to lie awake all night
flat and open
To appropriate mediocracy for
the safety of being neither here nor there, a
responsibility to confirm nothing.
What happens when you get there?
What happens when they go unanswered?
The closest she ever got to flying without swings was by being tied down to earth.
no matter how far up you go, you always come back
the self supplying questions and answers
skids, marks left on charcoal tiles.
So go on, curve.
— Karen Zhou, fourth year, literature and philosophy
Editor’s note: Karen Zhou is The Varsity’s Business Manager.
Some story, somewhere, some time
The pavement slapped his clouded mind,
reaching back to those memories of woodwork class
when you were twelve; watching a cherry tomato in an iron vice
squelch under pressure, and the seeds
oozing from the punctured red skin.
“Thump”. Dull throbs pulsed from his inactive brain.
Or hyperactive? He thought that only offence
could be his number one defence,
but only waving those arms and squawking served
to reactivate that true figure of weakness
from his cold-bitten fingers to his hard calluses.
Stomp, stomp, and stomp again.
Stomp until your ankles creak.
Don’t stop, keep moving until every regret,
every foul word, every lost desire,
filled his synapses, then disappeared.
Perhaps then this will become only table-talk,
when hyperactivity forms together and vanishes.
— Oliver Thompson, second year, English
It’s Quite Dark in Here
They say a child can swim through the veins of a blue whale, because the diameter
of the vessels are just right for the thin build of a seven year old.
I stood in front of a funhouse mirror and imagined
how nicely I would fit into a marine animal if
my limbs were like the silver rods of
I went home and ate papery seaweed for breakfast, and then you cut me open with a
that I’d seen them use at a bait house,
and I told you to take my hand and swim with me,
but all you could say was that my hands were something a pianist prodigy would dream about, that the translucent skin made my veins seem like the calligraphy of an
I told you to not add anything solid into my diet, and you said that if I kept drinking
water I would swivel like a small tornado before going down the drain—you were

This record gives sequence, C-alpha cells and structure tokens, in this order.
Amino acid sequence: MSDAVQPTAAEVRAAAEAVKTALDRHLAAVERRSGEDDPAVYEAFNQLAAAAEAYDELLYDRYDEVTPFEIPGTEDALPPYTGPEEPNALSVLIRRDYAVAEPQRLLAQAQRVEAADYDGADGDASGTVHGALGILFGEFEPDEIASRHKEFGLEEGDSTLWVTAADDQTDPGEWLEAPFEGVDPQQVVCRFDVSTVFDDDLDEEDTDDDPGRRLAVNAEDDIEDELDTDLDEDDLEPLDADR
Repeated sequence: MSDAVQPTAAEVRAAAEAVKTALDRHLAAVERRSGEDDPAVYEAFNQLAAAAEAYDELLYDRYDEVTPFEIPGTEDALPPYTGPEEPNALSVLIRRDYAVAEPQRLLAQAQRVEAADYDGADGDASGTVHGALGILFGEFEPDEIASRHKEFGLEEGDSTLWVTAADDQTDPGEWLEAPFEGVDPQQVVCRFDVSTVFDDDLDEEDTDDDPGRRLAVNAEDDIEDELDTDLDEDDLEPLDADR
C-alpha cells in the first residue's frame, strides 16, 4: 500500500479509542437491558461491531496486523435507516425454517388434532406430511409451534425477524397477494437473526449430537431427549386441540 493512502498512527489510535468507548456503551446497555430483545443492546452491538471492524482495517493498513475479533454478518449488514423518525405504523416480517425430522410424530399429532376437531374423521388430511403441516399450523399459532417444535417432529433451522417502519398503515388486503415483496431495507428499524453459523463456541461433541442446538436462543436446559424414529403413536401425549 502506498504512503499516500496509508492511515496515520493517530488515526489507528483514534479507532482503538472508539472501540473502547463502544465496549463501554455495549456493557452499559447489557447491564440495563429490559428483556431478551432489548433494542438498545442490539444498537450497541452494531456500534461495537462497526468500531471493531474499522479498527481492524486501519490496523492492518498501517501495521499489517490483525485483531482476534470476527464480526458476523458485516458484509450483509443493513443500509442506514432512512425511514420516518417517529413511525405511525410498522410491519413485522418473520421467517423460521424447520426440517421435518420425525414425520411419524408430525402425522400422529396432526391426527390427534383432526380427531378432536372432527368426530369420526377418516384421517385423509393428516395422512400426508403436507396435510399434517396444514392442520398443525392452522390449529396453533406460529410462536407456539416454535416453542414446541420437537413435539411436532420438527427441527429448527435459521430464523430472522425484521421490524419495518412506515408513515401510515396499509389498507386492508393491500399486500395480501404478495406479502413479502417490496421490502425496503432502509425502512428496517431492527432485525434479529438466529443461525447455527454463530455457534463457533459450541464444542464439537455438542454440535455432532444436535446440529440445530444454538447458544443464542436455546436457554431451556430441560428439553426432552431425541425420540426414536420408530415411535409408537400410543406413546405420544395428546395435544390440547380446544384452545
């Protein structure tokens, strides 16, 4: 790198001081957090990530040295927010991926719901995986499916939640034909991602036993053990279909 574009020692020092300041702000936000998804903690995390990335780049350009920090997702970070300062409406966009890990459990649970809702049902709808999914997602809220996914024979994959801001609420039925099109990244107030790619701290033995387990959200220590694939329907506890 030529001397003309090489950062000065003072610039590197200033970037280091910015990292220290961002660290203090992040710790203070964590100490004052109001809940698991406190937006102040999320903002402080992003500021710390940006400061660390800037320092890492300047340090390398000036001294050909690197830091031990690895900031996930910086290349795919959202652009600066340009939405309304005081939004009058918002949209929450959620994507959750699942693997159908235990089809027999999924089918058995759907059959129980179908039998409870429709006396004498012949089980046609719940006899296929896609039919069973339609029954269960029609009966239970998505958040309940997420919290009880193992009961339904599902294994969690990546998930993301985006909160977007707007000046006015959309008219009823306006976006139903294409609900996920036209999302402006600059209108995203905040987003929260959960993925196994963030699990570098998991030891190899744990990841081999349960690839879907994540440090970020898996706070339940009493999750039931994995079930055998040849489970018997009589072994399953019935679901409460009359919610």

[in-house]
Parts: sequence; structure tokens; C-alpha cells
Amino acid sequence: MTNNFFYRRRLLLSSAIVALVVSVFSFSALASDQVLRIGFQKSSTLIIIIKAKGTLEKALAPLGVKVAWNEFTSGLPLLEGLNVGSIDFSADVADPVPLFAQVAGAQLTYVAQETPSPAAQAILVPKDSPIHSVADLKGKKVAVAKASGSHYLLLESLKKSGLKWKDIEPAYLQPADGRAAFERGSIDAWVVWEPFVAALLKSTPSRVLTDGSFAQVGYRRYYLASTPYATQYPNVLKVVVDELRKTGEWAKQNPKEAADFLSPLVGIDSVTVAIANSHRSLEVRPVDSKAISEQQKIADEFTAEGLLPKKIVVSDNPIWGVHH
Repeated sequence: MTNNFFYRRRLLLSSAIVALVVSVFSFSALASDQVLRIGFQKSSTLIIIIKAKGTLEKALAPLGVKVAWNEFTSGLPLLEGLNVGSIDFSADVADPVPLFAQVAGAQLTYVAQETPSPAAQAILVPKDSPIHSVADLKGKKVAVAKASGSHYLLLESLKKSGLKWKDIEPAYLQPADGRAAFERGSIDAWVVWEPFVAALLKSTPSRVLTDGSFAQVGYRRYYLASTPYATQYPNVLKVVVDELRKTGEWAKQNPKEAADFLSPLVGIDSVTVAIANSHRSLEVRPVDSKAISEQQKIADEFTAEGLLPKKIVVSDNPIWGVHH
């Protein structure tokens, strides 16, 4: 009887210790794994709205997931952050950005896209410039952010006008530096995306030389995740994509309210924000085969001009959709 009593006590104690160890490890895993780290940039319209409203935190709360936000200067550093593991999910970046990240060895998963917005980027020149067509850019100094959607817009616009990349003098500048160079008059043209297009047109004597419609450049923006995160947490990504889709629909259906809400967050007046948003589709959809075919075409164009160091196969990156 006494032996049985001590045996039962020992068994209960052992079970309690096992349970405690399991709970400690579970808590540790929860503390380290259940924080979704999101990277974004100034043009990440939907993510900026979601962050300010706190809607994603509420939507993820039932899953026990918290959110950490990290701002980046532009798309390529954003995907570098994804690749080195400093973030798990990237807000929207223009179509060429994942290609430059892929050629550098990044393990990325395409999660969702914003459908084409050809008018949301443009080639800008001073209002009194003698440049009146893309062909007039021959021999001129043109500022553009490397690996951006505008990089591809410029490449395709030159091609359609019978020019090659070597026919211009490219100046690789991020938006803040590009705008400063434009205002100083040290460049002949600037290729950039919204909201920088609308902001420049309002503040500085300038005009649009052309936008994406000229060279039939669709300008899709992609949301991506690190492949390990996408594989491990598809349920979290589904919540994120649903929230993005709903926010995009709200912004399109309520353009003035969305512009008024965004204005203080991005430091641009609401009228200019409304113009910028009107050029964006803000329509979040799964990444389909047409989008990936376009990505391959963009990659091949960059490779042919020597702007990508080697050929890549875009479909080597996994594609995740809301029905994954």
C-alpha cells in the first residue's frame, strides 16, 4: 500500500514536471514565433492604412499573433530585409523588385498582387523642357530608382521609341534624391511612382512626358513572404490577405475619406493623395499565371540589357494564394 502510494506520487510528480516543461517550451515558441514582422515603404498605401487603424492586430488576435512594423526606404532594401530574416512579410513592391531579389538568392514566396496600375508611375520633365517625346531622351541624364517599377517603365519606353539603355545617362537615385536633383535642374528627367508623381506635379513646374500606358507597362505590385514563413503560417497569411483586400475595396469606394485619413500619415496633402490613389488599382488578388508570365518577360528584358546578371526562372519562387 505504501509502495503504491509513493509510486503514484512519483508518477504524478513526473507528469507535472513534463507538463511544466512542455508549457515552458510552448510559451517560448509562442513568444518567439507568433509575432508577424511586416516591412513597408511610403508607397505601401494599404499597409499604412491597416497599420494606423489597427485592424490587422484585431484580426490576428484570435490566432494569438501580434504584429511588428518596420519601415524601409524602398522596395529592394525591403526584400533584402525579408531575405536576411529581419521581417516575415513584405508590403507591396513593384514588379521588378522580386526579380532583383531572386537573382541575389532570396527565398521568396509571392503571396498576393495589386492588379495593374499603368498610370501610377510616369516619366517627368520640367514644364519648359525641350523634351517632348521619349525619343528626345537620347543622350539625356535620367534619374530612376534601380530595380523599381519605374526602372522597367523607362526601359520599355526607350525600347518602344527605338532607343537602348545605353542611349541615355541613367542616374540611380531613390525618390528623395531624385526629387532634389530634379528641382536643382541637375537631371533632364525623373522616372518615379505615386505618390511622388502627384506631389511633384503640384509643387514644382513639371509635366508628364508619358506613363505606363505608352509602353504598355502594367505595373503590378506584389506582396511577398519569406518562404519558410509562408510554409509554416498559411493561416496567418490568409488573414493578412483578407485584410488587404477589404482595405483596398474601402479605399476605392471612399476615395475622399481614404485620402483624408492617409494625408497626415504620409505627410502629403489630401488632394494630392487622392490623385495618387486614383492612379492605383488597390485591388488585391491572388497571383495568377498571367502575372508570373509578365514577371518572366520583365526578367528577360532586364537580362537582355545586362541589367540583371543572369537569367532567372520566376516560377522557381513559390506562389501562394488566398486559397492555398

paraphrasing my grandmother: “the world will swallow you whole.”
And it did.
I entered the veins of the whale when I was a decade and six years old—my limbs
still fit perfectly through the narrow shafts, and I imagined you
nice and warm where the sea green waters did not touch the skin that covered your
— Ureeba Rehan
I must’ve been fifteen when I realized I hadn’t any gym shoes. It was the first day of high school. Maybe that’s right. And then backwards, backwards. How unreliable our memories are. Jack was there, that I knew. Outside, Mr. Mackintyre was in his office. I saw R. looking over, her mascara dark, slouching. I decided she didn’t want to come; but she was here anyway. Was there Ssettuba with the basketball? Hariette beside him? Little Amsterdam and Ezra fighting over the tennis balls. Alice in her uniform, still smiling at me, a whistle in her mouth. “What? You thought I’d forgotten you?” I saw all the people I’d seen on the drive across the country, on the plane backwards, my old college roommates, and their salty pubescent lovers. High school friends I no longer cared about. Teachers and professors, too. My first boss at a burger store. They were waving at me; peaceful glazes on their face, shouting something at me, something I couldn’t hear. Juve and Anabelle making out, soulmates lending out fluttery kisses, on the bleachers. Devon jogging in late still in his street clothes. “Sorry, I’m late.”
Where am I going? Yes, how much clearer now. I took a gulp of air. There, gradually I’d become more focussed, everything less ambiguous; the ambience deteriorating before me. Though I was lost in thought, and I wondered if my imagination was grasping onto a real moment. Almost there now, nearly there. Thinking, are there really so few people in my life? I’ve always thought there’d be more. Wake up, I thought. Wake up. Smell the summer pinecones. Get back to that place. But no, I thought, this is better. Revisiting the past. Memories are like that, little vignettes; half a picture to a beautiful show. I was standing motionless, letting, at last, that lovely sensation lift me up. But, maybe, I thought, I won’t do this anymore. After all, I know how it will end.
Suddenly, here we are. Better late than never. Strangely enough, it’s this episode I’ve chosen. It’s the one where Jack and I stole into the gym locker room, each taking a pair of crusty shoes. Where we walked around the park and threw the shoes into the river. “I’m going to need other shoes.” “You bet. We’ll convince Mom to buy some tomorrow.” How we hopped a fence to get into a crowded bar. The music lullabying. I remember how sweaty we were, how uncomely, disaffected. We’d never listened to jazz before. And here we were. Swinging, bluing, flexing, dancing, and dancing. I decided, then, that a great part of me would be in love and that I would never let it expire.
Best to leave us there. Thinking, we’ve got all the time in the world. Now swing it, Jack. Come on. Hey, Ambrose. Can’t you hear them whisper? Loving, I remember, loving those two hours, aware that tomorrow would be different, that tomorrow would be the same, that life would never change, that life had to change, aware that we would die. We would always die. Leave us there, where life was about improvement, the upswing. We incurable romantics, we on the upswings, singing, singing, singing, we’ve got all the time in the world.
Can you believe it?
Of course, I said nothing.
It only lasts a second, doesn’t it?
The days we really lived.